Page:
What you didn't know about Joe Biden

Joe Biden became a household name when Barack Obama selected him to be his running mate in 2008. At the time, and even to this day, many people didn't realize that, beneath the Ray Bans, was man who lived a complicated, often tragic life. Now that the vice presidential torch has been passed to Mike Pence, we're taking a look back to reveal things you may not know about Joe Biden.

He loves his corvette

The Onion famously parodied Biden in 2009 when they depicted him washing a Trans Am shirtless in the White House driveway. Although the article didn't quite nail Biden's persona—"You think I'd drive a Trans Am?" he quipped to Car and Driver magazine—it turns out he really is a car fanatic.

"I bought a '51 Studebaker. My dad thought it was nice and calm, but it had that overdrive, and it was fast," he told Car and Driver. "Then I bought a 1952 Plymouth convertible, candy-apple red with a split windshield. I think that was my favorite. I had a '56 Chevy, then in college I bought a 100,000-mile Mercedes 190SL with those Solex carburetors that never functioned. And I still have my 1967 Goodwood-green Corvette, 327, 350-horse, with a rear-axle ratio that really gets up and goes."

Unfortunately for Biden, he wasn't actually allowed to drive while in the White House. "The Secret Service won't let me drive it," he said of his beloved convertible. "I'm not allowed to drive anything. It's the one thing I hate about this job. I'm serious." In fact, the only time he was able to get permission to drive it was at the end of his second term, for an episode of Jay Leno's Garage, of all things.

He has an uncommon middle name

Here's a fun fact that will likely win you points at your next trivia night: Biden's middle name is Robinette. It's a little offbeat, and a little feminine, but there also happens to be a lot of history behind it.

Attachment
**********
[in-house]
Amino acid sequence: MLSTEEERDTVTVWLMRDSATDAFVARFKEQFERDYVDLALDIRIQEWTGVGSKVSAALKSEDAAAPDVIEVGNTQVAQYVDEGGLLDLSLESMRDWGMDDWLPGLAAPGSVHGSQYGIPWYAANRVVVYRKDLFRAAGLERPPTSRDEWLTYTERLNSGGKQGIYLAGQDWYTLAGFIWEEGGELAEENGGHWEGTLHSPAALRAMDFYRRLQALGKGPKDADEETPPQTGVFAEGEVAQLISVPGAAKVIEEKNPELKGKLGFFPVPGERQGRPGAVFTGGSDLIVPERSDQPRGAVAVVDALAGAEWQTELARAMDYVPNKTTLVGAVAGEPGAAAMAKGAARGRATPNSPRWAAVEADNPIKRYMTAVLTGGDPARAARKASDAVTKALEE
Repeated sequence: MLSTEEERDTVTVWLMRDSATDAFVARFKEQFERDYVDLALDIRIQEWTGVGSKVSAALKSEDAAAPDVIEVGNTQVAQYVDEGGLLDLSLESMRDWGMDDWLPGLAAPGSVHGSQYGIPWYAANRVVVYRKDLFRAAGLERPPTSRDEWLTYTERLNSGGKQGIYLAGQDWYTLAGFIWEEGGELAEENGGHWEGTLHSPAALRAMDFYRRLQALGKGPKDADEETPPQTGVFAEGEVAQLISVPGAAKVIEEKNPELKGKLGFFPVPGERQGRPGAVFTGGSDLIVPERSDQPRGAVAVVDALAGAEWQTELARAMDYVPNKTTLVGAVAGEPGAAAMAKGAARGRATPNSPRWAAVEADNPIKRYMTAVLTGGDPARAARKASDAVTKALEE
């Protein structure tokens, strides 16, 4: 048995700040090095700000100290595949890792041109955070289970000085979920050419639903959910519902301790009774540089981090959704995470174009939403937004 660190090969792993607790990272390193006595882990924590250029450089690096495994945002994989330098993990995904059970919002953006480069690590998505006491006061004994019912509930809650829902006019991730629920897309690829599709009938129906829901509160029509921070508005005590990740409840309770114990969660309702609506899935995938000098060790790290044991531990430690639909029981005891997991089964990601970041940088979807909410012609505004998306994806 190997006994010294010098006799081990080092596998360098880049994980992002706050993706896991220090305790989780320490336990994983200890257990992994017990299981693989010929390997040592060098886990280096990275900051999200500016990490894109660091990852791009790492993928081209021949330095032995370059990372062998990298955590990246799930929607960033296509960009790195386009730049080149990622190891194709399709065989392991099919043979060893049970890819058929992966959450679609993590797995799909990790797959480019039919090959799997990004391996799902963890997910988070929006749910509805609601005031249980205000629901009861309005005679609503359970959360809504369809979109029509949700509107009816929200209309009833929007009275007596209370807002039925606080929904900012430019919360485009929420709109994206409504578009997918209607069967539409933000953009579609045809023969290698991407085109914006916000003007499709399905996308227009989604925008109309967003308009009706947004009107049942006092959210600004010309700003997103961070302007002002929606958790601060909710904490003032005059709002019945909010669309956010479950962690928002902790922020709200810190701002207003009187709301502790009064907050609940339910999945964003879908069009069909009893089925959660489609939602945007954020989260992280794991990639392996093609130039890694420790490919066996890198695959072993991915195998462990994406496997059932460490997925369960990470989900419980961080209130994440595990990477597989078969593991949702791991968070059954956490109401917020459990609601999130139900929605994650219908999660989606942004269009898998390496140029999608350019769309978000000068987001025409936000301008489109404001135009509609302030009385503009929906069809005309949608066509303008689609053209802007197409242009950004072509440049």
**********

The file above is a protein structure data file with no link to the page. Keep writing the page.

"It's my grandmother Biden's maiden name," he told C-SPAN (via New York magazine). "It's French. And it goes back a long, long way. Allegedly, the Robinettes came over with Lafayette and never went home. I don't know that. We can't guarantee that."

He used to stutter

You might find it hard to believe that a man has eloquent as former Vice President Joe Biden grew up with a stutter, but such was the case. To overcome it, Biden said he "would look in the mirror [of his bedroom] and … repeat over and over again [the words of W.B.] Yeats and [Ralph Waldo] Emerson." "When you stutter, it's the most debilitating thing," Biden said on an episode of The View, adding that he didn't gain confidence in his speaking abilities until he began taking public speaking classes in college.

The experience of having a stutter would go on to play a role in Biden's life in public office. Though reluctant at first, he eventually worked with the American Institute for Stuttering. He also helped a young boy overcome his own stutter by writing an inspirational letter to him in 1994. According to TIME, the boy took his letter to heart and grew up to be a prosecutor in Biden's home state of Delaware. He was also sworn in by Biden's late son, Beau, which… excuse us while we go cry, now.

He nearly died

According to CNN, Biden nearly died after suffering from two brain aneurysms in 1988, one of which was so severe that a priest was brought in to read him his last rights. "I had two cranial aneurysms, and they literally had to take the top of my head off," Biden said at the White House National Conference on Mental Health (via CNS News). "I mean, they take a saw and they cut your head off, and go in to find the artery that is—one was leaking, the other that hadn't, before it burst."

He continued, "One of the fascinating things is, that the second operation, after the first one, which was a bleed, and they gave me a relatively low chance of surviving. I remember going down [to the operating room], and asking the doc … 'Doc, what are my chances [of living]?' … He said, 'Well, they're in the 35 to 50 percent range.'"